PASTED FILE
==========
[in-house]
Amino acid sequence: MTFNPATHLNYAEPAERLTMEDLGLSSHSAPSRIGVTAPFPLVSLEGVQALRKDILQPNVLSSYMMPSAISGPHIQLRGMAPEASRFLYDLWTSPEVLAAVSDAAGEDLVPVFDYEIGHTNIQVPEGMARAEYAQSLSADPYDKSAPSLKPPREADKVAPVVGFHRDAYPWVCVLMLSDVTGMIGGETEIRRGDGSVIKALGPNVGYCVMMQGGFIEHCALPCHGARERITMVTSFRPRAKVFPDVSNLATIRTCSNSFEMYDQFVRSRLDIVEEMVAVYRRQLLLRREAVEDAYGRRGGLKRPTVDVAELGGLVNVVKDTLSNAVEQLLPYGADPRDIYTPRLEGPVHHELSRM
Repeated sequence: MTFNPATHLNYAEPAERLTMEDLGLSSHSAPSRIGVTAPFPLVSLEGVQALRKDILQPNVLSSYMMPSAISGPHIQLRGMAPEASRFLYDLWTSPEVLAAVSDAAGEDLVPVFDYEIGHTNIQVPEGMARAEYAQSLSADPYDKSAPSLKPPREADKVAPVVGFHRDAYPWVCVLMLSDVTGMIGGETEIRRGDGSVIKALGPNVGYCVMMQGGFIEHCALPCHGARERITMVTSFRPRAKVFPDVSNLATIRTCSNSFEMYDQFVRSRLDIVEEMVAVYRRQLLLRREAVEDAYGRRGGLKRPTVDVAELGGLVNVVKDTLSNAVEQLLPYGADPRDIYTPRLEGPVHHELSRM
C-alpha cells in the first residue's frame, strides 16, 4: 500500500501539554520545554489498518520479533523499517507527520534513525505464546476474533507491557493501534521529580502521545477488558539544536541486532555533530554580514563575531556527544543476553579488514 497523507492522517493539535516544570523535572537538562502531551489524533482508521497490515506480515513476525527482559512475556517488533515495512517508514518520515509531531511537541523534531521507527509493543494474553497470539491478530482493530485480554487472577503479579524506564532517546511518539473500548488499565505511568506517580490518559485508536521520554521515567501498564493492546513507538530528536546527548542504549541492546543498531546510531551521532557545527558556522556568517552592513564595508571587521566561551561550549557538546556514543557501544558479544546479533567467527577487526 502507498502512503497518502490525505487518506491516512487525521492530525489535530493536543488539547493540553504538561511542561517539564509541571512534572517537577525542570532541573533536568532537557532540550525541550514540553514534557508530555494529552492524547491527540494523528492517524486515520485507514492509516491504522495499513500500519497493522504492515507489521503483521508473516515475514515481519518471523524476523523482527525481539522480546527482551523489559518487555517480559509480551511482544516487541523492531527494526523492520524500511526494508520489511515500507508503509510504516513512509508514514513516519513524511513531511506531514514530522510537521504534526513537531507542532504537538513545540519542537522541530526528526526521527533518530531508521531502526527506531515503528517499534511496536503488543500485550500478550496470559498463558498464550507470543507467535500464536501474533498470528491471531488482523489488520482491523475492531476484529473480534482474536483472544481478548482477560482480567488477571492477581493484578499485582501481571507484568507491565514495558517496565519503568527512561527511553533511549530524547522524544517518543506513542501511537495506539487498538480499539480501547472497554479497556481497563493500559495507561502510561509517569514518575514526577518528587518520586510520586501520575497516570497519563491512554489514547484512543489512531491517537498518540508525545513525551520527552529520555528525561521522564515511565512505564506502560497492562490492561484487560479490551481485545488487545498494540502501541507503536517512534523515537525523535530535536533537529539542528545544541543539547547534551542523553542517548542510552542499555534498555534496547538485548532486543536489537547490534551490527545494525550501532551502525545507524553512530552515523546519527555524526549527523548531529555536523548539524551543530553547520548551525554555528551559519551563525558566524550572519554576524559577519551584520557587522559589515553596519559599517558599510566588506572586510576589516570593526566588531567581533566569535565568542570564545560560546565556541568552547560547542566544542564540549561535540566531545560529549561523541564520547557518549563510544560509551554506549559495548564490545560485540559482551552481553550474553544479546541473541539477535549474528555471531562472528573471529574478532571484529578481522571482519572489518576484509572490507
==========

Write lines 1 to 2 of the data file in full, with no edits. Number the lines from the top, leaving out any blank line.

[in-house]
Amino acid sequence: MTFNPATHLNYAEPAERLTMEDLGLSSHSAPSRIGVTAPFPLVSLEGVQALRKDILQPNVLSSYMMPSAISGPHIQLRGMAPEASRFLYDLWTSPEVLAAVSDAAGEDLVPVFDYEIGHTNIQVPEGMARAEYAQSLSADPYDKSAPSLKPPREADKVAPVVGFHRDAYPWVCVLMLSDVTGMIGGETEIRRGDGSVIKALGPNVGYCVMMQGGFIEHCALPCHGARERITMVTSFRPRAKVFPDVSNLATIRTCSNSFEMYDQFVRSRLDIVEEMVAVYRRQLLLRREAVEDAYGRRGGLKRPTVDVAELGGLVNVVKDTLSNAVEQLLPYGADPRDIYTPRLEGPVHHELSRM